THE JOLT: Has Trump support in Georgia waned – or just gone underground?

November 8, 2019 Atlanta: A supporter rolls a video on her cell phone while President Donald Trump speaks at the Black Voices for Trump Coalition Rollout on Friday, November 8, 2019, in Atlanta.   Curtis Compton/ccompton@ajc.com
November 8, 2019 Atlanta: A supporter rolls a video on her cell phone while President Donald Trump speaks at the Black Voices for Trump Coalition Rollout on Friday, November 8, 2019, in Atlanta. Curtis Compton/ccompton@ajc.com

Credit: ccompton@ajc.com

Credit: ccompton@ajc.com

With a first public hearing on the impeachment of President Donald Trump only a day away, an Atlanta Journal-Constitution poll shows Georgia voters reflecting the national mood:

The poll found that nearly 54% of registered Georgia voters approve of the impeachment inquiry into whether Trump tried to enlist Ukraine to open investigations into his political opponents. That's compared with 44% of voters who oppose and 2% who don't know or refused to answer.

Asked whether he should be removed from office, Georgians were almost evenly split: About 47% say he should be removed, about 47% say he should not, and about 6% did not answer or didn't know.

Crosstabs on those two questions reveal the fissures among Georgia voters: Women (58%), African-Americans (87%) and younger voters were more likely to approve of the investigation.

Men (48%) and white voters (62%) were more likely to disapprove. Age 45 appears to be a dividing line as well. While those under 45 were more disposed toward impeachment hearings, those over 45 were less enthusiastic.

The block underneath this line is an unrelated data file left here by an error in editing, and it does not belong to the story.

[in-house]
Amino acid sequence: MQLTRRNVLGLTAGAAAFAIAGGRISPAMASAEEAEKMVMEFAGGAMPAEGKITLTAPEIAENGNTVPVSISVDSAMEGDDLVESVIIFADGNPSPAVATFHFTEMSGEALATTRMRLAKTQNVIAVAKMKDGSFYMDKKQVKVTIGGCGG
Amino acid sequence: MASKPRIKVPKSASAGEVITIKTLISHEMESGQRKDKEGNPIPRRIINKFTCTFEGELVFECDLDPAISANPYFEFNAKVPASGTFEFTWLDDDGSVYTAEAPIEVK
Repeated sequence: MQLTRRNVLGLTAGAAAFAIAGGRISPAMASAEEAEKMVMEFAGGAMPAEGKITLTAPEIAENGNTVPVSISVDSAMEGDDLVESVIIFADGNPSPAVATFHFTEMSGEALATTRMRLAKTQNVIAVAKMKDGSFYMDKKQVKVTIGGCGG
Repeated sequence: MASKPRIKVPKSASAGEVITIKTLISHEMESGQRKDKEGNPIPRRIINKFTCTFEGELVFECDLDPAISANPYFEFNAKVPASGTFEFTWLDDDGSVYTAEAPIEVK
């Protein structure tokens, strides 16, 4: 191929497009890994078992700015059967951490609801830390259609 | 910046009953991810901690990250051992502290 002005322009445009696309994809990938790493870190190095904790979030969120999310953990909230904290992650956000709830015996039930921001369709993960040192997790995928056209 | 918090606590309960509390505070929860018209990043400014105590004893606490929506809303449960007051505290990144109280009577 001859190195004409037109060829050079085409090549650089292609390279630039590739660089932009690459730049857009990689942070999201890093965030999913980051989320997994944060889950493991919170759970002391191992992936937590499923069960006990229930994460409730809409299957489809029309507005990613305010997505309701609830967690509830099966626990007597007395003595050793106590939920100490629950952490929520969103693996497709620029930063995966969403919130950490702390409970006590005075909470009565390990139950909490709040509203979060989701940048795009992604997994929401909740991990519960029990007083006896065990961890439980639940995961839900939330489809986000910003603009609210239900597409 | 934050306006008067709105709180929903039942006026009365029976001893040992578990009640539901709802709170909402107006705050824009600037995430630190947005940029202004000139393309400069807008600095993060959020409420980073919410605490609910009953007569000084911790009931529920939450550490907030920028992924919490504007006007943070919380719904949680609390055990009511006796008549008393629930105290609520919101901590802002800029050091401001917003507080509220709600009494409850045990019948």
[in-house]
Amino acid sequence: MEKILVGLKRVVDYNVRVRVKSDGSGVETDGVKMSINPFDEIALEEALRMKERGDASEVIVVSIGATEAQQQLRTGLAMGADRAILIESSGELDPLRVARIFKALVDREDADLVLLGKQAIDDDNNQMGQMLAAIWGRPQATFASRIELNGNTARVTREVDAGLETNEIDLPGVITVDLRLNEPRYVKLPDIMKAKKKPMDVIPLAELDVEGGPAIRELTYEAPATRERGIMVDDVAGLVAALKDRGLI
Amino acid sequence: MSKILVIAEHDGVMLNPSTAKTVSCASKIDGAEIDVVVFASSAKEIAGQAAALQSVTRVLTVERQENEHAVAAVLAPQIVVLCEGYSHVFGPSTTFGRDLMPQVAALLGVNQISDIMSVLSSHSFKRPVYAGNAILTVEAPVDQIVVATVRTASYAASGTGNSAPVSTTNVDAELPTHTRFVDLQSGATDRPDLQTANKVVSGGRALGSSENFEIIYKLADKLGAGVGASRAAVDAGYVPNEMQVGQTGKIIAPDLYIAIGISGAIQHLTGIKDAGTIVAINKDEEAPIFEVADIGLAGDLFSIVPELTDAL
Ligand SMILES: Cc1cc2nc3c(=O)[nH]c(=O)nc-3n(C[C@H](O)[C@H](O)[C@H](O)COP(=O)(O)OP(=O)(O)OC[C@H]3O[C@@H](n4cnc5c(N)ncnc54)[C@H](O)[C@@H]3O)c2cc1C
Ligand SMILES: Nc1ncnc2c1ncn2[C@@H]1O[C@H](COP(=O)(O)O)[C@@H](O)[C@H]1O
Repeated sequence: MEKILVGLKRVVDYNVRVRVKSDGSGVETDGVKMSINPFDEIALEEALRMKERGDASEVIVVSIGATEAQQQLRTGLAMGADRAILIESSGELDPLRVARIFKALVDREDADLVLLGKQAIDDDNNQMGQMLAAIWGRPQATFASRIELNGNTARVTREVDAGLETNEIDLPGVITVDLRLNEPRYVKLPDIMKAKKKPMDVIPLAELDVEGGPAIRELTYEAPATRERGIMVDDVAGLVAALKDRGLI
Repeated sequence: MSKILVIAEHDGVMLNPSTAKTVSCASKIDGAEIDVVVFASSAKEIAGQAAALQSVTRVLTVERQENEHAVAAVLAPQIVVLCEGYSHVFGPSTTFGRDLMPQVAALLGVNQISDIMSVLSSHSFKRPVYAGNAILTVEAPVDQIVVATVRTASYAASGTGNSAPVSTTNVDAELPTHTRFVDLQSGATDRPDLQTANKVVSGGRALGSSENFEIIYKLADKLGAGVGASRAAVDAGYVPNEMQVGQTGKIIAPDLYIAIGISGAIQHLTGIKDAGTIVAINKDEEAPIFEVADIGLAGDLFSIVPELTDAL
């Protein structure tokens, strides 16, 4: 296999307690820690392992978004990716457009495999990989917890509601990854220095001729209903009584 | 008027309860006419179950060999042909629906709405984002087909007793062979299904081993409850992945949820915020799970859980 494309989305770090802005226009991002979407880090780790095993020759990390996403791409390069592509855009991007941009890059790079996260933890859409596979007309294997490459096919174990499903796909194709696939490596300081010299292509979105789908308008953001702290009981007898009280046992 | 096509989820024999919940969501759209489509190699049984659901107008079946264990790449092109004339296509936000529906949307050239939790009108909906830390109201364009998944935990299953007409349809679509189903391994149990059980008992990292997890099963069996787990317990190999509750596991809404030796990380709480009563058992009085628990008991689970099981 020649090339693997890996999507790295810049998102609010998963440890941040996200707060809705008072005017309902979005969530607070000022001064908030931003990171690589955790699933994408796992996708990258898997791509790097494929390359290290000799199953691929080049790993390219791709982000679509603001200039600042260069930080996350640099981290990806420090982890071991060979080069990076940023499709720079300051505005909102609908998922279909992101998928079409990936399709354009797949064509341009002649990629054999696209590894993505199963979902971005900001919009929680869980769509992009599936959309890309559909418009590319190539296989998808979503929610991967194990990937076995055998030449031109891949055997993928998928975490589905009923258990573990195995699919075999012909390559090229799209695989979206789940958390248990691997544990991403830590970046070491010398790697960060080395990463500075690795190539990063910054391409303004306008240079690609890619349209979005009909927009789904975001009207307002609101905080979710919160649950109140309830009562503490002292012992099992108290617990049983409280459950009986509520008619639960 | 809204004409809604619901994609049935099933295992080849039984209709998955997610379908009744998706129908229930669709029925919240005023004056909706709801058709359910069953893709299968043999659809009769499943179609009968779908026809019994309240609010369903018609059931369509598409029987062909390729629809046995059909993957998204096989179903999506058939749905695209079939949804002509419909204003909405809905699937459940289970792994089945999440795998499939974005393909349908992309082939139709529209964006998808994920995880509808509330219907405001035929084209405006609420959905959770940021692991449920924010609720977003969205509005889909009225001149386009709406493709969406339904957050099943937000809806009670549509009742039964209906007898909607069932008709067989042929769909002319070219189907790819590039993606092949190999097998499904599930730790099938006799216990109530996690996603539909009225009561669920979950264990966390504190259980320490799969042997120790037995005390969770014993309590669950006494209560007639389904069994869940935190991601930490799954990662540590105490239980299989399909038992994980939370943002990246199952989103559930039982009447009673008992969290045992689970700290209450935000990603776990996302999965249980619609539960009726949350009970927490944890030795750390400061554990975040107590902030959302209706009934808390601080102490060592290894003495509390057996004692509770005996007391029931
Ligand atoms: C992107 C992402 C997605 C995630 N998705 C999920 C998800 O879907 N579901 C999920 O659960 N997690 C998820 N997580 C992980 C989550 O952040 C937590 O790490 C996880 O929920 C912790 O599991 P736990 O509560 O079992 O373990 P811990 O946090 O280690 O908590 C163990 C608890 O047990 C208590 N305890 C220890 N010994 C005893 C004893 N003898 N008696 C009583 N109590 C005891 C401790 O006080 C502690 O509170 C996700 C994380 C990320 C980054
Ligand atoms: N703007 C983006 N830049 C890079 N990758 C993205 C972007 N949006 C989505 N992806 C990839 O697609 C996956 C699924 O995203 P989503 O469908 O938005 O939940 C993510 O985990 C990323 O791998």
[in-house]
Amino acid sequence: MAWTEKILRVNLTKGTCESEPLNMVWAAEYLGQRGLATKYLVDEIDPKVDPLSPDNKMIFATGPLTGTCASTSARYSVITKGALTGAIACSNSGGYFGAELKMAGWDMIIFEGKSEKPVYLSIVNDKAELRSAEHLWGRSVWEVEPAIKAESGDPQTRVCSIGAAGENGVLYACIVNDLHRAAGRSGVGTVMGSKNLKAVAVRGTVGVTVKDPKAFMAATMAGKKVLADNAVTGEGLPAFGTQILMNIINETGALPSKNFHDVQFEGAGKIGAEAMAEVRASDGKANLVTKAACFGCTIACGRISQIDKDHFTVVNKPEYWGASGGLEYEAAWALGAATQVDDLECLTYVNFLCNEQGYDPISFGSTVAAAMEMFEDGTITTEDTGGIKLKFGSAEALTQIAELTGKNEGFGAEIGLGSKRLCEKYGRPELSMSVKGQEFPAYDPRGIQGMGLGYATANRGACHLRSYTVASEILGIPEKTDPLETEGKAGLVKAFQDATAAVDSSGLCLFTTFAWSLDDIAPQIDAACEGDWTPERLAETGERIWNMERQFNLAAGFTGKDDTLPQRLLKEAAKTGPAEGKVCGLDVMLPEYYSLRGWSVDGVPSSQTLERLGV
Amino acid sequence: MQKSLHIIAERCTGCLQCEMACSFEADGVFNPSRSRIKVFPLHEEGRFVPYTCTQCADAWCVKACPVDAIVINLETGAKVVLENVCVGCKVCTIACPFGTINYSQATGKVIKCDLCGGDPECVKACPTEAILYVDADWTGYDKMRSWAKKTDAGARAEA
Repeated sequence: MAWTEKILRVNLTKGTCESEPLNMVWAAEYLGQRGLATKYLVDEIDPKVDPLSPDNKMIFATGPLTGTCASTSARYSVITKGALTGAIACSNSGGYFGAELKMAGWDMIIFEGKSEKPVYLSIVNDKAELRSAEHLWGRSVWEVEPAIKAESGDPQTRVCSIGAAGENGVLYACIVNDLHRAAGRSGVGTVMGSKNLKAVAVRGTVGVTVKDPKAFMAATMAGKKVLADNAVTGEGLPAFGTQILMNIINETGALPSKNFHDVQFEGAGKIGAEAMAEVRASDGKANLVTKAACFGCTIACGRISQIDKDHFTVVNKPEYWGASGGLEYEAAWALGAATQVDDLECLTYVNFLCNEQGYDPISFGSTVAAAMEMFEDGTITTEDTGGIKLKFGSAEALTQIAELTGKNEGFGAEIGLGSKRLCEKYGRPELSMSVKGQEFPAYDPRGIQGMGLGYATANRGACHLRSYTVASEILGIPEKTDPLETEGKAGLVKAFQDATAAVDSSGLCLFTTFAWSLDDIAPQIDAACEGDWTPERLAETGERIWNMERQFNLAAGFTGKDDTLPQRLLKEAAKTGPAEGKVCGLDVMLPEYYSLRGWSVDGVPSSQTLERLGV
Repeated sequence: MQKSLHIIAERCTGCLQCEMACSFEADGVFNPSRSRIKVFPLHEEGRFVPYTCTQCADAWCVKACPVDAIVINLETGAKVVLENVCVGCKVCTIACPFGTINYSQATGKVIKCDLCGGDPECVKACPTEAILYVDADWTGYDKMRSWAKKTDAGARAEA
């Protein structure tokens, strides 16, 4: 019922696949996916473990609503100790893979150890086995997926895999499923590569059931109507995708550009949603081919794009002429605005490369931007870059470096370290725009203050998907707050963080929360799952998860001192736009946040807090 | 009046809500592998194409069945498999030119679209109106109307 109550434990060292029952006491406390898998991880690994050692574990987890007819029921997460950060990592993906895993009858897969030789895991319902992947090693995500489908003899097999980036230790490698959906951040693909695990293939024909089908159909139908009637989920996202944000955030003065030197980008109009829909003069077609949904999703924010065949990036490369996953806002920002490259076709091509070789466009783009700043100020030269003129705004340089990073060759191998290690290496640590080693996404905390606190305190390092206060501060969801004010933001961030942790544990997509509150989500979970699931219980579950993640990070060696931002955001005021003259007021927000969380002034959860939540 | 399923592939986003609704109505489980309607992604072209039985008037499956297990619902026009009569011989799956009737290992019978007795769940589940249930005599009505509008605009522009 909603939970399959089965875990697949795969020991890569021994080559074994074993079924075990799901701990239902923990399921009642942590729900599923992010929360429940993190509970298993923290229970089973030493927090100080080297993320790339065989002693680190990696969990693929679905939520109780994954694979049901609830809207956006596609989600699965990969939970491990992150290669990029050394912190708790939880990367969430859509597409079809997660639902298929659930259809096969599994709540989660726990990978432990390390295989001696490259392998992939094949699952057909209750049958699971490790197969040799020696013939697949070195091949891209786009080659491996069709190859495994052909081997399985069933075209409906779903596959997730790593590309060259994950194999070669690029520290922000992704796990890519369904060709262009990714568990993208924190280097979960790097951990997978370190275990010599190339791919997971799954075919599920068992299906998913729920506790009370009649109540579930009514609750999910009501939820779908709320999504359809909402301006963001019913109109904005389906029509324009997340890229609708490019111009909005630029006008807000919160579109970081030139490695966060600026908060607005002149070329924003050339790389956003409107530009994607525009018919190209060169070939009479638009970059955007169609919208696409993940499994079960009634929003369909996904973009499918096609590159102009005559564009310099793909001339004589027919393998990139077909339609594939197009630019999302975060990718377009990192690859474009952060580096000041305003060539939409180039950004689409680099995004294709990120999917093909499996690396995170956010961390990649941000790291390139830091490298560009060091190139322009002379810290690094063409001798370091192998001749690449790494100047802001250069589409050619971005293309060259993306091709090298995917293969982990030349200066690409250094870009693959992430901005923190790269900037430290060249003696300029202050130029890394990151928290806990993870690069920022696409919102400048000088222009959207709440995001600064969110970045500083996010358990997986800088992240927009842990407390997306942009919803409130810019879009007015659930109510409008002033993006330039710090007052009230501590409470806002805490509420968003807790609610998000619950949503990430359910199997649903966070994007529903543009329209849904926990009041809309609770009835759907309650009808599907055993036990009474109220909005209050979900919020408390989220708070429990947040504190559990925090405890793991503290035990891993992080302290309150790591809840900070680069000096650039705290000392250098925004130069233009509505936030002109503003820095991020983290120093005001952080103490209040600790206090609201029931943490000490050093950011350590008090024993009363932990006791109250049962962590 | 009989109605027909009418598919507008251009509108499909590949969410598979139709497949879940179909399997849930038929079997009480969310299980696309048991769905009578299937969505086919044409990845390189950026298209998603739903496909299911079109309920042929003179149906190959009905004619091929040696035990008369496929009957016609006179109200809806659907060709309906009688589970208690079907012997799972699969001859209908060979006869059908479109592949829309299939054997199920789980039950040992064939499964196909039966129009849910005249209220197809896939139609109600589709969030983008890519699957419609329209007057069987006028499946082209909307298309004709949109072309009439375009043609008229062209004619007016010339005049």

But Republicans also might want to note some evidence of support bleeding away from President Trump as he pushes toward re-election.

In 2016, Trump won Georgia with 51% of the vote. Hillary Clinton came in at 46%. In the AJC poll, 43% said they voted for Clinton, within this survey’s three-point margin of error. But only 42% said they voted for Trump three years ago.

Moreover, 9% of those who said they voted for Trump now support the impeachment inquiry, although only half that number support removal.

One might call this gap a Disenchantment Index, but there’s another possibility – that a certain portion of Trump voters haven’t disappeared, but have gone to ground.


Former President Jimmy Carter is back at Emory University Hospital, this time for a procedure to relieve pressure on his brain, the Carter Center confirmed late Monday. Bleeding due to several recent falls the president experienced required the procedure scheduled for this morning.

Carter, who recently turned 95, has had a series of bad spills this year. He is also a cancer survivor after undergoing treatment in 2015.

Still, the former president built Habitat for Humanity houses in October and was back teaching Sunday School at Marantha Baptist Church in Plains on Nov. 3.

“President Carter is resting comfortably, and his wife, Rosalynn, is with him,” the Carter Center’s statement said.


Republican Rich McCormick, a candidate in the Seventh District congressional contest, released a campaign ad that highlights his background as a U.S. Marine, emergency room physician -- and American Gladiator competitor.

“I’ve never, ever backed down from a fight,” he says. “Heck, I even took on Laser.”

The screen then cuts to a jousting match from the classic 1990s TV show between McCormick -- nicknamed “The Captain” -- and Laser.

McCormick then says he’ll “stand up to the squad” and fight to prevent “socialist fantasies.”

"And I'll never let the liberals remove our president," he said. Check it out here.


More evidence that Republicans aren't yet giving up on Gwinnett County: State Rep. Gregg Kennard of Lawrenceville was part of the Democratic wave that struck the county last year.

He now has a GOP opponent: Soo Hong, a South Korean immigrant, businesswoman and attorney. From the press release: